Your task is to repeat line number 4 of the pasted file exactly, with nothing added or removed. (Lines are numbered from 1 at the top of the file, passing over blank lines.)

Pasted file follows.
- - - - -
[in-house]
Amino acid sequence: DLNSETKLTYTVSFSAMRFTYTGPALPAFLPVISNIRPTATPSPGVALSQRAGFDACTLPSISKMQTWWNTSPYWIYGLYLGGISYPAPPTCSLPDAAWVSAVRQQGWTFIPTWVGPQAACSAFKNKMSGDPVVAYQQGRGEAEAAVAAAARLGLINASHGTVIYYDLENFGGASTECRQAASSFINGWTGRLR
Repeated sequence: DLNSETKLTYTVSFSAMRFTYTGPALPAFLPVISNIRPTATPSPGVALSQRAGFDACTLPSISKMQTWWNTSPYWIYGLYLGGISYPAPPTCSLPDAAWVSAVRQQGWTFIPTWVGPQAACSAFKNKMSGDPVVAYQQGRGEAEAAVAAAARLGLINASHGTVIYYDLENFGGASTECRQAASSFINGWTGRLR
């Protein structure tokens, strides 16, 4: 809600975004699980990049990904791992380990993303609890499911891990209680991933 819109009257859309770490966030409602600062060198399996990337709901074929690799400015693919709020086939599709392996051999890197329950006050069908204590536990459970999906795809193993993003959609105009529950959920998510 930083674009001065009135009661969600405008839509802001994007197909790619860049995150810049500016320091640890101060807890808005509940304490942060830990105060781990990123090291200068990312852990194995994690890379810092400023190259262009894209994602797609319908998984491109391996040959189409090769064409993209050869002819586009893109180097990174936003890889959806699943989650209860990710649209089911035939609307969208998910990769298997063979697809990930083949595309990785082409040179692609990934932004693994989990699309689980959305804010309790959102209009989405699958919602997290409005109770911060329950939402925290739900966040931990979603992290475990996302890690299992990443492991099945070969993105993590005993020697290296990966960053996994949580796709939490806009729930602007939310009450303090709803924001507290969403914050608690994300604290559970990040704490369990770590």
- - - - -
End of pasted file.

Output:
């Protein structure tokens, strides 16, 4: 809600975004699980990049990904791992380990993303609890499911891990209680991933 819109009257859309770490966030409602600062060198399996990337709901074929690799400015693919709020086939599709392996051999890197329950006050069908204590536990459970999906795809193993993003959609105009529950959920998510 930083674009001065009135009661969600405008839509802001994007197909790619860049995150810049500016320091640890101060807890808005509940304490942060830990105060781990990123090291200068990312852990194995994690890379810092400023190259262009894209994602797609319908998984491109391996040959189409090769064409993209050869002819586009893109180097990174936003890889959806699943989650209860990710649209089911035939609307969208998910990769298997063979697809990930083949595309990785082409040179692609990934932004693994989990699309689980959305804010309790959102209009989405699958919602997290409005109770911060329950939402925290739900966040931990979603992290475990996302890690299992990443492991099945070969993105993590005993020697290296990966960053996994949580796709939490806009729930602007939310009450303090709803924001507290969403914050608690994300604290559970990040704490369990770590």